Evaluation of Sex Differences in Relative Dilatation of Thoracic Aortic Aneurysms

T. L. Forbes, J. R. Harris, D. K. Lawlor, G. DeRose

Research output: Contribution to journalArticlepeer-review

6 Scopus citations


Objectives: Treatment recommendations based on thoracic aortic aneurysm (TAA) diameter (D) ignore differences in proportional dilatation between patients of different body habitus and sex. This study's goal is to compare TAA diameters between sexes as a function of relative aortic size as determined by aortic size index (ASI). Methods: This is a retrospective review of all TAA's treated between 2003 and 2008. ASI was calculated for each patient, which considers aneurysm diameter, patient's height and weight. Values for males and females were plotted separately (TAA diameter vs ASI) and the resulting linear regression equations permitted comparison of proportional dilatation between sexes. Results: In 40 patients (25 males, 15 females) mean TAA diameter did not differ between sexes (6.56 ± 0.99 vs 7.03 ± 1.14, P = 0.18), while ASI was larger in females than males (4.21 ± 0.85 vs 3.24 ± 0.63, P = 0.0003). Values for ruptured and intact aneurysms did not differ. Linear regression analysis permitted comparison of TAA diameter with ASI between sexes resulting in the following equation: DFemale = 0.91DMale - 0.49. This correlates a 6 cm TAA in a male with a 4.97 cm TAA in a female. Conclusions: TAA of equal diameter represent a larger proportional dilatation in females compared to males. This could influence repair thresholds that are historically diameter based.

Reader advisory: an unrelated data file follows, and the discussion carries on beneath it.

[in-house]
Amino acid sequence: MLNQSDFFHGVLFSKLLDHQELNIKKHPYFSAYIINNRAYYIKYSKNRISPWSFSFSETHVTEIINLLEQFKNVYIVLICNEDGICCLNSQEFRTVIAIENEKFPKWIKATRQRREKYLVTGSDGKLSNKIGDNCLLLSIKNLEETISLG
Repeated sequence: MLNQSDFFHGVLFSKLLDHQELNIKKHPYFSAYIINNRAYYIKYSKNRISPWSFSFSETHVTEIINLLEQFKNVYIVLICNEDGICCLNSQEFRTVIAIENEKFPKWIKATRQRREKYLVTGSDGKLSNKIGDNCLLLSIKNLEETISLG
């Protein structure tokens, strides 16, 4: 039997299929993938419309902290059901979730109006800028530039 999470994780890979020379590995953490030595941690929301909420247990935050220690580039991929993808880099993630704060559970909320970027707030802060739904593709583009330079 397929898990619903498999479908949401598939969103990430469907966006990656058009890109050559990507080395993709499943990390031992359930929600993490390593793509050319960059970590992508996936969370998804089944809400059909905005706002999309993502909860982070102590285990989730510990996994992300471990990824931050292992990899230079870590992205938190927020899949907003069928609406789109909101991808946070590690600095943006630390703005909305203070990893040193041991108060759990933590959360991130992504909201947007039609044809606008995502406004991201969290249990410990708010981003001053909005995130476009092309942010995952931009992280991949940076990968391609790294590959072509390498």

Original languageEnglish
Pages (from-to)555-558
Number of pages4
JournalEuropean Journal of Vascular and Endovascular Surgery
Issue number5
StatePublished - May 2010
Externally publishedYes


  • Relative dilatation
  • Sex differences
  • Thoracic aneurysms


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